The Frugal Musician ain’t got nuthin’ but thyme


Layering uses vine-like growths (or runners) to produce new plants. Layering runners is simple. Peg the runner to the soil by pushing it down at intervals, an inch or two into the soil. Make sure it’s well covered. When roots have formed, lift and plant the root cluster. Be sure to cut off any excess runners. -From the Lowes Website

When the end of the gardening season rolled around last year, my dad’s garden center threw away all their remaining plants. Of course, my dad immediately “saved” them. In mid summer he had tomatoes, hot peppers and all manner of herbs growing in the yard. When I went to visit last July, I brought home several tomato plants and a big bunch of thyme.

I didn’t know thyme was a perennial plant and marveled at its resiliency over the winter.  In late winter, I read about propagating thyme and it was SO easy and applicable to other plants, I thought I would share the process.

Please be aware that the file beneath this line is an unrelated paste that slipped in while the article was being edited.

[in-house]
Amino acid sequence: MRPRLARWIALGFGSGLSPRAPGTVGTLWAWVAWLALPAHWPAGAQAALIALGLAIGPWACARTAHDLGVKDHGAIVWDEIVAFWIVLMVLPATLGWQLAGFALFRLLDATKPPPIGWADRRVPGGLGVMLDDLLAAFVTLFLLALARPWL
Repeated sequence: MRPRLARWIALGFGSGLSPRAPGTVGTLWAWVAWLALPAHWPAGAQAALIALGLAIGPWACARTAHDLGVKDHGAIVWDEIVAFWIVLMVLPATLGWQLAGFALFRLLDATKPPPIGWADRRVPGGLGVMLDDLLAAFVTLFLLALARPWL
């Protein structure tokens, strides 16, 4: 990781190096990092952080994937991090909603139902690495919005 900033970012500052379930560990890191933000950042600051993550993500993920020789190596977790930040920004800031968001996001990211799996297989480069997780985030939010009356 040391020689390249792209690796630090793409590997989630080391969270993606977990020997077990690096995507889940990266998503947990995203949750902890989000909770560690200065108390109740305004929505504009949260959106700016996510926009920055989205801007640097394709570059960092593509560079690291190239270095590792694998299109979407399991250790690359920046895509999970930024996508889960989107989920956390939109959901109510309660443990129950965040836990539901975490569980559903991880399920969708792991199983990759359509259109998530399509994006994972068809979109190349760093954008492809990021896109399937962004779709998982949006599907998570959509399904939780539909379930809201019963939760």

THYME 1Clear a space around the plant. I cleared an area below my plant marker. Spade up the dirt a bit.

Then gently tug a sprig of thyme away from the mother plant.

THYME 4Lay the spring in the soil and cover part of it with dirt.





Next, use two stones or halves of bricks and prop up the plant.  One stone or brick should go over the dirt you piled on the plant. The other should prop the plant up.








In a couple of weeks, you’ll have a brand new thyme plant.  I followed this layering propagation method, and now have plants to give away and some to sell.

I also propagated a climbing rose bush this year, but my process didn’t work at all for roses. Maybe someone out there can enlighten me about what I did wrong.

Consider this. Not only am I able to give herbal gifts from my garden but I’m also able to sell thyme plants. And all this is possible because my dad had the wherewithall to rescue discarded plants!


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